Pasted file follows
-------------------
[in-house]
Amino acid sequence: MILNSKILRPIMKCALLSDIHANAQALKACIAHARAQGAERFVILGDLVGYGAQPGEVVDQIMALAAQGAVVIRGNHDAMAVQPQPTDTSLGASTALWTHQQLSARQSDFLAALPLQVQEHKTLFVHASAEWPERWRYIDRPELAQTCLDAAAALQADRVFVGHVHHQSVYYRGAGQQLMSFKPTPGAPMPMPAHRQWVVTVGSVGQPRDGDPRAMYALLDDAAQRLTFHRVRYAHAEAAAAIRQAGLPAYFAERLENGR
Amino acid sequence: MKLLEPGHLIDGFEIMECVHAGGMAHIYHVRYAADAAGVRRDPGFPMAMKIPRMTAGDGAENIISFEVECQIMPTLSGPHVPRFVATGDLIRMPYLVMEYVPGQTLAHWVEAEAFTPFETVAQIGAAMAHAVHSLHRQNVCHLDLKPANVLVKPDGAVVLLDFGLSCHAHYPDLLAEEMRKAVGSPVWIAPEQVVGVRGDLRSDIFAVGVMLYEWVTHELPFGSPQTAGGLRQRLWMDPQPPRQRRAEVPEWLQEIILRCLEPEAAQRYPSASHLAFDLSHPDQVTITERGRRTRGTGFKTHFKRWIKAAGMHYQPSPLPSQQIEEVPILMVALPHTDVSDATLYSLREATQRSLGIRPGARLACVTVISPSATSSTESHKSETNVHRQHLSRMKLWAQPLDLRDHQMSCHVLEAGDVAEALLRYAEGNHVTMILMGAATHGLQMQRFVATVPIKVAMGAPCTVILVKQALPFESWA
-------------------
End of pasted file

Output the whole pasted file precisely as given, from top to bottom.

[in-house]
Amino acid sequence: MILNSKILRPIMKCALLSDIHANAQALKACIAHARAQGAERFVILGDLVGYGAQPGEVVDQIMALAAQGAVVIRGNHDAMAVQPQPTDTSLGASTALWTHQQLSARQSDFLAALPLQVQEHKTLFVHASAEWPERWRYIDRPELAQTCLDAAAALQADRVFVGHVHHQSVYYRGAGQQLMSFKPTPGAPMPMPAHRQWVVTVGSVGQPRDGDPRAMYALLDDAAQRLTFHRVRYAHAEAAAAIRQAGLPAYFAERLENGR
Amino acid sequence: MKLLEPGHLIDGFEIMECVHAGGMAHIYHVRYAADAAGVRRDPGFPMAMKIPRMTAGDGAENIISFEVECQIMPTLSGPHVPRFVATGDLIRMPYLVMEYVPGQTLAHWVEAEAFTPFETVAQIGAAMAHAVHSLHRQNVCHLDLKPANVLVKPDGAVVLLDFGLSCHAHYPDLLAEEMRKAVGSPVWIAPEQVVGVRGDLRSDIFAVGVMLYEWVTHELPFGSPQTAGGLRQRLWMDPQPPRQRRAEVPEWLQEIILRCLEPEAAQRYPSASHLAFDLSHPDQVTITERGRRTRGTGFKTHFKRWIKAAGMHYQPSPLPSQQIEEVPILMVALPHTDVSDATLYSLREATQRSLGIRPGARLACVTVISPSATSSTESHKSETNVHRQHLSRMKLWAQPLDLRDHQMSCHVLEAGDVAEALLRYAEGNHVTMILMGAATHGLQMQRFVATVPIKVAMGAPCTVILVKQALPFESWA